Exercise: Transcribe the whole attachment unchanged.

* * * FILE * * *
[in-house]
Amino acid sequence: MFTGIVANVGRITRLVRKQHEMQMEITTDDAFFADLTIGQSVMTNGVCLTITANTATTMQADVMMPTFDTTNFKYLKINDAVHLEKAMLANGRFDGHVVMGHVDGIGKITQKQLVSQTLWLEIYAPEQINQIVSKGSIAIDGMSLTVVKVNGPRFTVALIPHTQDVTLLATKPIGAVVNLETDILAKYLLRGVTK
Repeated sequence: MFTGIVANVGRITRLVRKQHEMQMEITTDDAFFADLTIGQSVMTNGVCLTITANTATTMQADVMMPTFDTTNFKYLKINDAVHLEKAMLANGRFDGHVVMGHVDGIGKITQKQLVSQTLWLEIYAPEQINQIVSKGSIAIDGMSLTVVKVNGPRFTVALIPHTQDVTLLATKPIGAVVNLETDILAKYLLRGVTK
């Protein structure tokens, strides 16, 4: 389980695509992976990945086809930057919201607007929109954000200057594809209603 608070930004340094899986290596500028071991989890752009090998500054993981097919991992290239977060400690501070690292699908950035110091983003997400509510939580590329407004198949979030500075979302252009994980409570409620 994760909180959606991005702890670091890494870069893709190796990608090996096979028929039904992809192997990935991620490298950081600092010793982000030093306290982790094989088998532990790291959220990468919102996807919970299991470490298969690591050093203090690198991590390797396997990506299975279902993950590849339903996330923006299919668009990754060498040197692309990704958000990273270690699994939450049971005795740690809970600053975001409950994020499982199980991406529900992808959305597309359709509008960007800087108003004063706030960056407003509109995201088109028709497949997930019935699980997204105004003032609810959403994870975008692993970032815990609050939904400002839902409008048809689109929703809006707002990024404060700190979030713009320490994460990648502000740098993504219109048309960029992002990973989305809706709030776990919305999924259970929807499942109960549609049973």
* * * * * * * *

[in-house]
Amino acid sequence: MFTGIVANVGRITRLVRKQHEMQMEITTDDAFFADLTIGQSVMTNGVCLTITANTATTMQADVMMPTFDTTNFKYLKINDAVHLEKAMLANGRFDGHVVMGHVDGIGKITQKQLVSQTLWLEIYAPEQINQIVSKGSIAIDGMSLTVVKVNGPRFTVALIPHTQDVTLLATKPIGAVVNLETDILAKYLLRGVTK
Repeated sequence: MFTGIVANVGRITRLVRKQHEMQMEITTDDAFFADLTIGQSVMTNGVCLTITANTATTMQADVMMPTFDTTNFKYLKINDAVHLEKAMLANGRFDGHVVMGHVDGIGKITQKQLVSQTLWLEIYAPEQINQIVSKGSIAIDGMSLTVVKVNGPRFTVALIPHTQDVTLLATKPIGAVVNLETDILAKYLLRGVTK
């Protein structure tokens, strides 16, 4: 389980695509992976990945086809930057919201607007929109954000200057594809209603 608070930004340094899986290596500028071991989890752009090998500054993981097919991992290239977060400690501070690292699908950035110091983003997400509510939580590329407004198949979030500075979302252009994980409570409620 994760909180959606991005702890670091890494870069893709190796990608090996096979028929039904992809192997990935991620490298950081600092010793982000030093306290982790094989088998532990790291959220990468919102996807919970299991470490298969690591050093203090690198991590390797396997990506299975279902993950590849339903996330923006299919668009990754060498040197692309990704958000990273270690699994939450049971005795740690809970600053975001409950994020499982199980991406529900992808959305597309359709509008960007800087108003004063706030960056407003509109995201088109028709497949997930019935699980997204105004003032609810959403994870975008692993970032815990609050939904400002839902409008048809689109929703809006707002990024404060700190979030713009320490994460990648502000740098993504219109048309960029992002990973989305809706709030776990919305999924259970929807499942109960549609049973």